Do you want to upload a file using the clean Retrofit syntax, but aren’t sure how to receive the result as well as the upload progress? We will be using Retrofit to perform the file upload, building an implementation that is able to receive the completion progress at intervals and then complete with the remote API response.

Whilst long-running operations are happening, it is nice for the user to see that activity is occurring, such as a progress view being displayed. For the case of a file upload we can show the real progress, which can be represented by the number of bytes transmitted out of the total file size.

We will use the APIs available to us in Retrofit, OkHttp and Okio to build a class that can be used whenever we want a request to publish its progress to whoever wishes to observe it! πŸ†™

Ethernet cables connected to a switch

Endpoint

We are developing a messaging application that is able to attach a file to a message thread. It is worth noting that the reactive component uses RxJava, however, it can be altered to use regular callbacks or Kotlin Coroutines and suspend functions.

Our endpoint is a POST request that contains a multipart body, consisting of the filename, file MIME type, file size and the file itself. We can define it using Retrofit, specifying the required parts.

@Multipart
@POST("file")
fun attachFile(
    @Part("name") filename: RequestBody,
    @Part("type") mimeType: RequestBody,
    @Part("size") fileSize: RequestBody,
    @Part filePart: MultipartBody.Part
): Single<AttachmentUploadedRemoteDto>

Counting progress

If we just wanted to upload the file without any progress, we would simply convert the file to a request body and send it in the request.

fun createUploadRequestBody(file: File, mimeType: String) = 
    file.asRequestBody(mimeType.toMediaType())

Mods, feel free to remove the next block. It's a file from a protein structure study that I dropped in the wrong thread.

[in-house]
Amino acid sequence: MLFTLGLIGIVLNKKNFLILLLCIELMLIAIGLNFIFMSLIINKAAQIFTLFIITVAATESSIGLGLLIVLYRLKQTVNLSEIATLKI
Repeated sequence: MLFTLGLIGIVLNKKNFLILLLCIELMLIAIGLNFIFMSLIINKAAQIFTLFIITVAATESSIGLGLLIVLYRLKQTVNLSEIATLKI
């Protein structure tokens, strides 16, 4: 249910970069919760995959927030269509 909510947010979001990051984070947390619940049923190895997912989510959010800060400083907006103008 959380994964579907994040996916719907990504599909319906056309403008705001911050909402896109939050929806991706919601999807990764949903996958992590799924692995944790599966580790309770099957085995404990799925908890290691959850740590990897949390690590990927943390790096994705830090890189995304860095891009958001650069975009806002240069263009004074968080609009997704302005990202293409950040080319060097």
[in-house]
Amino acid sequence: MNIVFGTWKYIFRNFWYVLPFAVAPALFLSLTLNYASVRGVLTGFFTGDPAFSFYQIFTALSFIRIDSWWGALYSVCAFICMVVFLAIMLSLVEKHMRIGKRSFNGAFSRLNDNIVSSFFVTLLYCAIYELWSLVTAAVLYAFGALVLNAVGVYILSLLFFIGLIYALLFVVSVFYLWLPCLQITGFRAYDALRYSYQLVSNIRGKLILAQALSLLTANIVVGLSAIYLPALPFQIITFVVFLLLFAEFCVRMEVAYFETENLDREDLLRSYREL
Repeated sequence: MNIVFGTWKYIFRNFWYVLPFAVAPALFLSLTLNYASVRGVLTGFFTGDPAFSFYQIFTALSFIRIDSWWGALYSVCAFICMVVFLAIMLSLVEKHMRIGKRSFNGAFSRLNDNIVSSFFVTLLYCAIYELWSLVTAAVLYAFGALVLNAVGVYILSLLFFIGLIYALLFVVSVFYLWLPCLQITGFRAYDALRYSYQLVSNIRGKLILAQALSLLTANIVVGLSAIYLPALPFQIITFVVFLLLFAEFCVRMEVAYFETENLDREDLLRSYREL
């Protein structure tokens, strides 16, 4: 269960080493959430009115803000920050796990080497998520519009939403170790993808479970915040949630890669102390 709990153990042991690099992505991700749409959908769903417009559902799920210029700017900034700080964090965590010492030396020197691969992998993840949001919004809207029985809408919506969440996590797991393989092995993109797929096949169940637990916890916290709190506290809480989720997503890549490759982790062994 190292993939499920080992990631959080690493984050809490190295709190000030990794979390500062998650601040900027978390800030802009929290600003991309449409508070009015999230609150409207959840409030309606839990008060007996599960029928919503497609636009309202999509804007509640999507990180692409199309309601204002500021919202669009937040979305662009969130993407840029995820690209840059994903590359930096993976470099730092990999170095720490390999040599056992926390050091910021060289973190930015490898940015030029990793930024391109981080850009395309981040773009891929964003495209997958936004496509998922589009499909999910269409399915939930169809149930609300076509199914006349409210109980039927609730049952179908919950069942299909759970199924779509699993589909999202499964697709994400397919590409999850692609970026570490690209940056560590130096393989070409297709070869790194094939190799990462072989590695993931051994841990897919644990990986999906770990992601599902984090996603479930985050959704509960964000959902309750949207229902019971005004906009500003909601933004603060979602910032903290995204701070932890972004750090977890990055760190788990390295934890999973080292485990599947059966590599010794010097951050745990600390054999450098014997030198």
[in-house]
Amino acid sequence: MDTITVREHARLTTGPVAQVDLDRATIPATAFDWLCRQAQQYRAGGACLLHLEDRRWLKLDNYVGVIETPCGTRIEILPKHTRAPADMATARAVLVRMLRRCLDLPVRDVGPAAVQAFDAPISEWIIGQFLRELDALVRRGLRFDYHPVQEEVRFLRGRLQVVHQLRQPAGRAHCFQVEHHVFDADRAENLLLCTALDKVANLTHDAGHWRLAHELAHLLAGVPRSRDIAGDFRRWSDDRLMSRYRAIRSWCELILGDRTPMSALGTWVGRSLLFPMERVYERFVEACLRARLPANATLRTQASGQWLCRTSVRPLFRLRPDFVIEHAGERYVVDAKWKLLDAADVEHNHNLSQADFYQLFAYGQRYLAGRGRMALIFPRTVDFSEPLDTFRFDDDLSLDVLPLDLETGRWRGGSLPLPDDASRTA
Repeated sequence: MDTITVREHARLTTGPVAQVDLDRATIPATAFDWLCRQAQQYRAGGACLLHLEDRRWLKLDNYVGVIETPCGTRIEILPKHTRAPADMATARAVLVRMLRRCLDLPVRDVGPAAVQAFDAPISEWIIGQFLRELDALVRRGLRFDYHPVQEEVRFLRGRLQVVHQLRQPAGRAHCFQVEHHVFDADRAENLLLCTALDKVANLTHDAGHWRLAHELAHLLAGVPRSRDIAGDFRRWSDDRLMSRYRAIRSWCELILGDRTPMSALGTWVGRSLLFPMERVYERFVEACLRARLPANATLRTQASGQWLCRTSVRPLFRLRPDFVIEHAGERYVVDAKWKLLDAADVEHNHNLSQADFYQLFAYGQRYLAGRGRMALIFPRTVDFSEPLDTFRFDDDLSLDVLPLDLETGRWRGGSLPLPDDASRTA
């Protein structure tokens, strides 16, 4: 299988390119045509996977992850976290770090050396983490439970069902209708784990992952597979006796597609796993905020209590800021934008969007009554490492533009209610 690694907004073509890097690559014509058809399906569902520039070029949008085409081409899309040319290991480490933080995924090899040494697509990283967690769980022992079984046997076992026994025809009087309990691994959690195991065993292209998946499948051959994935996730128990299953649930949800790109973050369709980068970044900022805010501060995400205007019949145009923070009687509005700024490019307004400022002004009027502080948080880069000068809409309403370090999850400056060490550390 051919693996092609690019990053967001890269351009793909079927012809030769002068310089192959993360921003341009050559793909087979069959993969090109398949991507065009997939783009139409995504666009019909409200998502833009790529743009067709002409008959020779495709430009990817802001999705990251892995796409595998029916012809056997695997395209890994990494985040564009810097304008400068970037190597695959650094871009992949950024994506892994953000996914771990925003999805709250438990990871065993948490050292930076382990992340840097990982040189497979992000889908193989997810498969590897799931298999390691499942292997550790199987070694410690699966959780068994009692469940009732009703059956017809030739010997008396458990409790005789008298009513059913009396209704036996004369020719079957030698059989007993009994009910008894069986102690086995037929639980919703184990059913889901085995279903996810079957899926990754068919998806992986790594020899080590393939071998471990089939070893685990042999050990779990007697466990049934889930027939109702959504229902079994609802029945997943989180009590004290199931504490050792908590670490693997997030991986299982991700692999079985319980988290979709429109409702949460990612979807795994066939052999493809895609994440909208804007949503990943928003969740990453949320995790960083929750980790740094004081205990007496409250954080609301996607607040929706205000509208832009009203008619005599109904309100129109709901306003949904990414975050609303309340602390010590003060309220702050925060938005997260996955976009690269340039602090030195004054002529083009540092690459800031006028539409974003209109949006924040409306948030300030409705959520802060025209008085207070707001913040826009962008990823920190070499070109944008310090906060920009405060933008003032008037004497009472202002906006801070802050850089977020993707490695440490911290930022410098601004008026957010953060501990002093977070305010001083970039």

Monitoring upload progress can be achieved by using our own CountingRequestBody which wraps around the file RequestBody that would have been used before. The data that is transmitted is the same as before, allowing the raw file RequestBody to be delegated to for the content type and content length.

class CountingRequestBody(
    private val requestBody: RequestBody,
    private val onProgressUpdate: CountingRequestListener
) : RequestBody() {
    override fun contentType() = requestBody.contentType()

    @Throws(IOException::class)
    override fun contentLength() = requestBody.contentLength()

    ...
}

Transmitting the request body is performed by writing it to a Sink, we will wrap the default sink with our own one that counts the bytes that are transmitted and reports them back via a progress callback.

typealias CountingRequestListener = (bytesWritten: Long, contentLength: Long) -> Unit

class CountingSink(
    sink: Sink,
    private val requestBody: RequestBody,
    private val onProgressUpdate: CountingRequestListener
) : ForwardingSink(sink) {
    private var bytesWritten = 0L

    override fun write(source: Buffer, byteCount: Long) {
        super.write(source, byteCount)

        bytesWritten += byteCount
        onProgressUpdate(bytesWritten, requestBody.contentLength())
    }
}

Within CountingRequestBody we can wrap the default sink into our new CountingSink and write to a buffered version of that, in order to both transmit the file and observe its progress. πŸ‘€

class CountingRequestBody(...) : RequestBody() {
    ...

    @Throws(IOException::class)
    override fun writeTo(sink: BufferedSink) {
        val countingSink = CountingSink(sink, this, onProgressUpdate)
        val bufferedSink = countingSink.buffer()

        requestBody.writeTo(bufferedSink)

        bufferedSink.flush()
    }
}

The result

Whilst observing the upload progress, there will either be progress or a completed response, the perfect candidate for a sealed class. This will allow CountingRequestResult to be the return type and callers can handle both progress updates and the completed result.

sealed class CountingRequestResult<ResultT> {
    data class Progress<ResultT>(
        val progressFraction: Double
    ) : CountingRequestResult<ResultT>()

    data class Completed<ResultT>(
        val result: ResultT
    ) : CountingRequestResult<ResultT>()
}